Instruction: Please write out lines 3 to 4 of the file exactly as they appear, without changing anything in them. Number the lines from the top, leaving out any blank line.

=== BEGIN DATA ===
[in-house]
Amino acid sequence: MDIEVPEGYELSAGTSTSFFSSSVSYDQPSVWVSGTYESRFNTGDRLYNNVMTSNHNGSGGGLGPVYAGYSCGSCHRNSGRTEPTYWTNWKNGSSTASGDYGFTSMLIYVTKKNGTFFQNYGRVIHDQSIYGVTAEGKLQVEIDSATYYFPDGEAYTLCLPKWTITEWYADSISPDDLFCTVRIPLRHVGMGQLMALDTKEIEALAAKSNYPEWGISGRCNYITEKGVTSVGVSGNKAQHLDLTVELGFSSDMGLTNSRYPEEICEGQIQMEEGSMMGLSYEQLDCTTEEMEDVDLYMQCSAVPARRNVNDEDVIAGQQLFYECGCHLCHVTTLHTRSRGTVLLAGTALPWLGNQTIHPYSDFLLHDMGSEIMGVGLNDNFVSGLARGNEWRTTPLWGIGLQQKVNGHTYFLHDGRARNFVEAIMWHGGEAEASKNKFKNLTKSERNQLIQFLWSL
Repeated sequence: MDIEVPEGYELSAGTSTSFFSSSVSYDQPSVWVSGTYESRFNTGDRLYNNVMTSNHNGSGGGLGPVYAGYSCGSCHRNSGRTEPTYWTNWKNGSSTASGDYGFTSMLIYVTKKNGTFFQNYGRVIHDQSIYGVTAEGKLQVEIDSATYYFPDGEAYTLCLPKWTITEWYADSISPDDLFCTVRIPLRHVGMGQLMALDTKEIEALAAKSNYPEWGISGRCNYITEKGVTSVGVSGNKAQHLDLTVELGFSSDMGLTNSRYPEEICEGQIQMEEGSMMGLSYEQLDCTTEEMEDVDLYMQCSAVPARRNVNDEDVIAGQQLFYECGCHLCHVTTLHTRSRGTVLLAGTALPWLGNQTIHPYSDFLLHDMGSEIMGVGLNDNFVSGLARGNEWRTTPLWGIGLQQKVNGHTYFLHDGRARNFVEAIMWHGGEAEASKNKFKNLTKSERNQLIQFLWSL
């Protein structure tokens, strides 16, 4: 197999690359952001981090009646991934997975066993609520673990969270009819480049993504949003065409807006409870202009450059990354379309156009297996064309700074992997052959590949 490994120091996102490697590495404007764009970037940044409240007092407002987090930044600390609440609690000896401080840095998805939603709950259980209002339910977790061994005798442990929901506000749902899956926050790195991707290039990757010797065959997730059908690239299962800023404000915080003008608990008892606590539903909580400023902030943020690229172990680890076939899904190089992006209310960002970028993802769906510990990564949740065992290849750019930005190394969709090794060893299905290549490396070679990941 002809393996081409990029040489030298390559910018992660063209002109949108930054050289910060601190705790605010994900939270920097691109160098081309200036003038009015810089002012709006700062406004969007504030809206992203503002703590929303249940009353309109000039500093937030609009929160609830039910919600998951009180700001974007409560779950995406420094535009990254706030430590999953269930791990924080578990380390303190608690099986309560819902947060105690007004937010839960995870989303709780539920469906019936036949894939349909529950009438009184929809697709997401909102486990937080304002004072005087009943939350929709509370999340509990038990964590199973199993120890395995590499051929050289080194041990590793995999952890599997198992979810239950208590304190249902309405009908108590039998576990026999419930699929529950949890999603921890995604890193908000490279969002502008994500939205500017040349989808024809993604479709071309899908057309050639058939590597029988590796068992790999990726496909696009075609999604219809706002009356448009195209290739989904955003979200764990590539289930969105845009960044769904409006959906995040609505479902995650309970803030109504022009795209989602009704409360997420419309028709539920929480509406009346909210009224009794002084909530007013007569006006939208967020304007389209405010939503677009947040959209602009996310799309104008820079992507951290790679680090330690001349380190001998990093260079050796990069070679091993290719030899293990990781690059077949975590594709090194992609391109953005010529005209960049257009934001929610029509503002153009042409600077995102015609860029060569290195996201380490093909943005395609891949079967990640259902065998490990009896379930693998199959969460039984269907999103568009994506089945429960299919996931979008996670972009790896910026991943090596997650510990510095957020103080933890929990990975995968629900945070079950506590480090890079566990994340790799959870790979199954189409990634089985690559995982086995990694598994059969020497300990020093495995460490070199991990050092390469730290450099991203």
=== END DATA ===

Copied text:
Repeated sequence: MDIEVPEGYELSAGTSTSFFSSSVSYDQPSVWVSGTYESRFNTGDRLYNNVMTSNHNGSGGGLGPVYAGYSCGSCHRNSGRTEPTYWTNWKNGSSTASGDYGFTSMLIYVTKKNGTFFQNYGRVIHDQSIYGVTAEGKLQVEIDSATYYFPDGEAYTLCLPKWTITEWYADSISPDDLFCTVRIPLRHVGMGQLMALDTKEIEALAAKSNYPEWGISGRCNYITEKGVTSVGVSGNKAQHLDLTVELGFSSDMGLTNSRYPEEICEGQIQMEEGSMMGLSYEQLDCTTEEMEDVDLYMQCSAVPARRNVNDEDVIAGQQLFYECGCHLCHVTTLHTRSRGTVLLAGTALPWLGNQTIHPYSDFLLHDMGSEIMGVGLNDNFVSGLARGNEWRTTPLWGIGLQQKVNGHTYFLHDGRARNFVEAIMWHGGEAEASKNKFKNLTKSERNQLIQFLWSL
């Protein structure tokens, strides 16, 4: 197999690359952001981090009646991934997975066993609520673990969270009819480049993504949003065409807006409870202009450059990354379309156009297996064309700074992997052959590949 490994120091996102490697590495404007764009970037940044409240007092407002987090930044600390609440609690000896401080840095998805939603709950259980209002339910977790061994005798442990929901506000749902899956926050790195991707290039990757010797065959997730059908690239299962800023404000915080003008608990008892606590539903909580400023902030943020690229172990680890076939899904190089992006209310960002970028993802769906510990990564949740065992290849750019930005190394969709090794060893299905290549490396070679990941 002809393996081409990029040489030298390559910018992660063209002109949108930054050289910060601190705790605010994900939270920097691109160098081309200036003038009015810089002012709006700062406004969007504030809206992203503002703590929303249940009353309109000039500093937030609009929160609830039910919600998951009180700001974007409560779950995406420094535009990254706030430590999953269930791990924080578990380390303190608690099986309560819902947060105690007004937010839960995870989303709780539920469906019936036949894939349909529950009438009184929809697709997401909102486990937080304002004072005087009943939350929709509370999340509990038990964590199973199993120890395995590499051929050289080194041990590793995999952890599997198992979810239950208590304190249902309405009908108590039998576990026999419930699929529950949890999603921890995604890193908000490279969002502008994500939205500017040349989808024809993604479709071309899908057309050639058939590597029988590796068992790999990726496909696009075609999604219809706002009356448009195209290739989904955003979200764990590539289930969105845009960044769904409006959906995040609505479902995650309970803030109504022009795209989602009704409360997420419309028709539920929480509406009346909210009224009794002084909530007013007569006006939208967020304007389209405010939503677009947040959209602009996310799309104008820079992507951290790679680090330690001349380190001998990093260079050796990069070679091993290719030899293990990781690059077949975590594709090194992609391109953005010529005209960049257009934001929610029509503002153009042409600077995102015609860029060569290195996201380490093909943005395609891949079967990640259902065998490990009896379930693998199959969460039984269907999103568009994506089945429960299919996931979008996670972009790896910026991943090596997650510990510095957020103080933890929990990975995968629900945070079950506590480090890079566990994340790799959870790979199954189409990634089985690559995982086995990694598994059969020497300990020093495995460490070199991990050092390469730290450099991203």